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Aeroplan Star Alliance Award Taxes and Fees Overview – Taxes and Fees Roundup

by on March 25, 2013 · 17 comments

in Aeroplan, star alliance

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This is the fourth and final installment of my series on calculating the cost of various Star Alliance awards using Aeroplan miles. In Part 1 of my series, I priced out awards on Air Canada, United, Lufthansa, Brussels Air, Singapore Airlines, Air New Zealand, ANA and South African Airways. In Part 2, I looked at some other popular Star Alliance carriers including: Air China, Asiana, EgyptAir, LOT Polish Airlines, SAS, Swiss, TAM, Thai Airways, Turkish Airlines and US Airways (for now). In Part 3 I examined the rest of the 27 Star Alliance partners including: Adria Airways, Aegean, Austrian, Avianca/Taca, Copa Croatia, Shenzhen and TAP.

There are lots more ways to use Aeroplan miles than just on Air Canada.

There are lots more ways to use Aeroplan miles than just on Air Canada.

I chose to focus on Aeroplan because it is a transfer partner of American Express Membership Rewards as well Starwood Preferred Guest, for which you get a 5,000-mile bonus when transferring points in increments of 20,000. Aeroplan has some very flexible routing rules so you can build in stopovers and take advantage of some very well-priced awards. Its engine for searching for Star Alliance availability is also very useful.

Now it’s time to put it all together in one place with a handy guide to help you estimate how much you should put aside for taxes and fees when using Air Canada Aeroplan miles to book awards on the airline’s Star Alliance partners. I’ve estimated the taxes and fees on each carrier based on the long- and short-haul award itineraries in business and economy that I found for the other parts of the series. So have a look and use this general guide to help you determine which carrier might be your best option for the itinerary you want to book. Before transferring points, should always price out your itinerary since these prices can change anytime, but feel free to bookmark this page and use it as a resource when deciding whether Aeroplan makes the most sense for you award. We will do this same exercise with ANA and Singapore and are in the process of putting together the methodology to choose with Star Alliance Amex transfer partner makes the most sense for different regions of the world.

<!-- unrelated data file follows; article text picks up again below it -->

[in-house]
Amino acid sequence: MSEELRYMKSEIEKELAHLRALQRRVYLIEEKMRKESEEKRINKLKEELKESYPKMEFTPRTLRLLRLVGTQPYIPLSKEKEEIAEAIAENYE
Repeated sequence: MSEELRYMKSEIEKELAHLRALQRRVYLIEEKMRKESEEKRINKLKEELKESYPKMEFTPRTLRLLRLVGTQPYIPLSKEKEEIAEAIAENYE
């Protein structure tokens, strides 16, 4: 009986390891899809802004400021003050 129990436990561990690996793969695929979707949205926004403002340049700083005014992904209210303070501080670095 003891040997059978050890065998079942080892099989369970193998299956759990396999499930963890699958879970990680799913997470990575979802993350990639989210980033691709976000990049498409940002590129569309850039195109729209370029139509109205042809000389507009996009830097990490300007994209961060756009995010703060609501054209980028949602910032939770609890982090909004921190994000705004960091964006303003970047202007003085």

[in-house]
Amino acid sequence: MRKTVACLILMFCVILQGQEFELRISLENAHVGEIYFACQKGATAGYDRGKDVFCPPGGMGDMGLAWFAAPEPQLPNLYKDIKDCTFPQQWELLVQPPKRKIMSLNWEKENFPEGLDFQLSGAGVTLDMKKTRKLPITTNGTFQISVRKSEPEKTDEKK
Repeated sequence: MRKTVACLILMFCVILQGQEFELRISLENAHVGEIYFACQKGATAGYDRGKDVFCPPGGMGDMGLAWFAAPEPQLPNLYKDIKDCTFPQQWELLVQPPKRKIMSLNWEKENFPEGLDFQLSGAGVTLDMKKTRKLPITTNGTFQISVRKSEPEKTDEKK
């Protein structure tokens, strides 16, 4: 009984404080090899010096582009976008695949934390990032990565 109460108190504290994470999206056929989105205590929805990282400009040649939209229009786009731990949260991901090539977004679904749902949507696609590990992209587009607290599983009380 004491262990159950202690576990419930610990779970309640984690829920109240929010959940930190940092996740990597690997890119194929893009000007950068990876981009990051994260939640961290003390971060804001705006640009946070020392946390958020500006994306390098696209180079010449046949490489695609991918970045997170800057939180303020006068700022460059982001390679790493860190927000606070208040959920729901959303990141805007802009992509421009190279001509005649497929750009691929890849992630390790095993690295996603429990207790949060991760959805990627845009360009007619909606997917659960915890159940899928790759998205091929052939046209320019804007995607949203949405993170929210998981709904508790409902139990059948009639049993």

AIRLINE DOMESTIC/SHORT-HAUL INTERNATIONAL/LONG-HAUL
Adria Airlines Economy: $100-$200
Business: $100-$200
Economy: $100-$200
Business: $100-$200
Aegean Economy: Under $100
Business: Under $100
Economy: Under $100
Business: Under $100
Air Canada Economy: Under $200
Business: Under $200
Economy: $300-$700
Business: $400-$1,000
Air China Economy: Under $50
Business: Under $50
Economy: Under $100
Business: Under $100
Air New Zealand Economy: $100-$200
Business: $100-$200
Economy: $100-$200
Business: $100-$200
All Nippon Airlines ANA Economy: Around $200
Business: Around $200
Economy: $100-$700
Business: $500-$800
Asiana Economy: $100-$200
Business: $100-$200
Economy: $300-$500
Business: $300-$500
Austrian Economy: Under $100
Business: Under $100
Economy: $300-$500
Business: $300-$500
Avianca Economy: Under $50
Business: Under $50
Economy: $100-$200
Business: $100-$200
Brussels Airlines Economy: Under $100
Business: Under $200
Economy: Under $100
Business: Under $100
Copa Economy: Under $100
Business: Under $100
Economy: Under $150
Business: Under $150
Croatia Airlines Economy: Under $100
Business: Under $100
N/A
EgyptAir Economy: Under $100
Business: Under $200
Economy: Under $100
Business: Under $100
Ethiopian Airlines Economy: Under $100
Business: N/A
Economy: Under $100
Business: Under $100
LOT Polish Airlines Economy: Under $100
Business: Under $100
Economy: Under $200
Business: Under $200
Lufthansa Economy: $100-$300
Business: $100-$300
Economy: $400-$700
Business: $600-$1,000
Scandinavian Airlines SAS Economy: Under $100
Business: Under $100
Economy: Under $100
Business: Under $100
Shenzhen Airlines Economy: Under $20
Business: Under $20
Economy: N/A
Business: N/A
Singapore Airlines Economy: Under $100
Business: Under $100
Economy: Under $100
Business: $100-$200
South African Airways Economy: Under $100
Business: Under $100
Economy: $100-$200
Business: $100-$200
Swiss Economy: Under $100
Business: Under $100
Economy: Around $100
Business: Around $100
TACA Economy: Under $100
Business: Under $100
Economy: Under $100
Business: Under $100
TAM Economy: Around $100
Business: Around $120
Economy: Around $100
Business: Around $100
TAP Economy: Around $100
Business: Around $100
Economy: Around $500
Business: Around $500
Thai Airways Economy: $100-$200
Business: $100-$200
Economy: $300-$500
Business: $300-$600
Turkish Airlines Economy: Under $100
Business: Under $100
Economy: Under $100
Business: Under $100
United Economy: Under $25
Business: Under $25
Economy: Under $200
Business: Under $200
US Airways Economy: Under $20
Business: Under $20
Economy: $100-$200
Business: $100-$300

For me the major takeaways from all this are:

-Pick your carrier carefully: What was most interesting to me was that depending on which carrier you used miles to book on similar routes from North America to Asia or Europe, you could pay about $100 in taxes and fees, or $1,000 on taxes and fees, which is just mind-boggling. Obviously part of your plans will depend on which carriers fly to destinations you need to get to as well as award availability, but if you’re just looking to get from North America to Europe, I’d suggest looking at carriers like Brussels Airlines and Swiss, which Aeroplan only charges you around $100 for on award tickets rather than carriers like Air Canada, Lufthansa and TAP, where the prices go up astronomically to nearly $1,000 per ticket in some cases. The same is true in Asia. Aeroplan will charge you hundreds of dollars to fly ANA to Japan, but if you can book another airline like Singapore or Asiana, you could be saving hundreds of dollars per ticket.